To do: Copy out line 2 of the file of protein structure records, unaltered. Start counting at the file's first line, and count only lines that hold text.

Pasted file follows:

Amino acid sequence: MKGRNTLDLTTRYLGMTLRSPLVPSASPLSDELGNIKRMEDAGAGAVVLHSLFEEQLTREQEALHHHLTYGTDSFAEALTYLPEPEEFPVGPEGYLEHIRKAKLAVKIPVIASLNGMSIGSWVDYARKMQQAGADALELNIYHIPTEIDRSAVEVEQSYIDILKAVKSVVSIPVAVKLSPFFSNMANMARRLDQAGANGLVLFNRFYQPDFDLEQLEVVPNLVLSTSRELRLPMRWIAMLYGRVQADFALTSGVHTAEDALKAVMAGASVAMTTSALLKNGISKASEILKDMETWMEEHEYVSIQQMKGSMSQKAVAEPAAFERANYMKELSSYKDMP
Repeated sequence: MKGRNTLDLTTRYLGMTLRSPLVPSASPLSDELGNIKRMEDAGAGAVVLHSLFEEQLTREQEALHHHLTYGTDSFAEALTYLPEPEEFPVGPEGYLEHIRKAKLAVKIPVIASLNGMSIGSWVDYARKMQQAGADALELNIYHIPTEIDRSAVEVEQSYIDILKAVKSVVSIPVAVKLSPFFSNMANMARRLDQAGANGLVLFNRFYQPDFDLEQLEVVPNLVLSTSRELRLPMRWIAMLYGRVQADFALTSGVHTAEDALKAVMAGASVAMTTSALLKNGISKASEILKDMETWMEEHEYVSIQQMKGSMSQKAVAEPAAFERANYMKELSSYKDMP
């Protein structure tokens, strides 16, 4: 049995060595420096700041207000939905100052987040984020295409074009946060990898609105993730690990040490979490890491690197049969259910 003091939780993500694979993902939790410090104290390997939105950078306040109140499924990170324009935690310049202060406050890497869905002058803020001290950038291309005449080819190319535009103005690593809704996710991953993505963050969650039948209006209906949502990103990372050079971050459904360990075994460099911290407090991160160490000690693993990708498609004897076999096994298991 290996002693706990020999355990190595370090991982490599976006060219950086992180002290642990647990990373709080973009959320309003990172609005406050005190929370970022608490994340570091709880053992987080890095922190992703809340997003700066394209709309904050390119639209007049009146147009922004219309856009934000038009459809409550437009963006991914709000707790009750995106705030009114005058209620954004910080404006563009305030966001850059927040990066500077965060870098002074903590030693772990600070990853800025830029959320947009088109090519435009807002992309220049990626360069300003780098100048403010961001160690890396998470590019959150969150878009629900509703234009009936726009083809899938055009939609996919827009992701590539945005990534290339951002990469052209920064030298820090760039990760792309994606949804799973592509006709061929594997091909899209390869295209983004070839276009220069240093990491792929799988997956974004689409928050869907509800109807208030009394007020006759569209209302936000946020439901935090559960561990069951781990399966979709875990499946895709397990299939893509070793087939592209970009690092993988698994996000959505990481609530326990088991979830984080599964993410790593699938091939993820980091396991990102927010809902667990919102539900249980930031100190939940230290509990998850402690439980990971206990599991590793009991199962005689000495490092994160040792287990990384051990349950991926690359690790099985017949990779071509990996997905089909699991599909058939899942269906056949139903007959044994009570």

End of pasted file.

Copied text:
Repeated sequence: MKGRNTLDLTTRYLGMTLRSPLVPSASPLSDELGNIKRMEDAGAGAVVLHSLFEEQLTREQEALHHHLTYGTDSFAEALTYLPEPEEFPVGPEGYLEHIRKAKLAVKIPVIASLNGMSIGSWVDYARKMQQAGADALELNIYHIPTEIDRSAVEVEQSYIDILKAVKSVVSIPVAVKLSPFFSNMANMARRLDQAGANGLVLFNRFYQPDFDLEQLEVVPNLVLSTSRELRLPMRWIAMLYGRVQADFALTSGVHTAEDALKAVMAGASVAMTTSALLKNGISKASEILKDMETWMEEHEYVSIQQMKGSMSQKAVAEPAAFERANYMKELSSYKDMP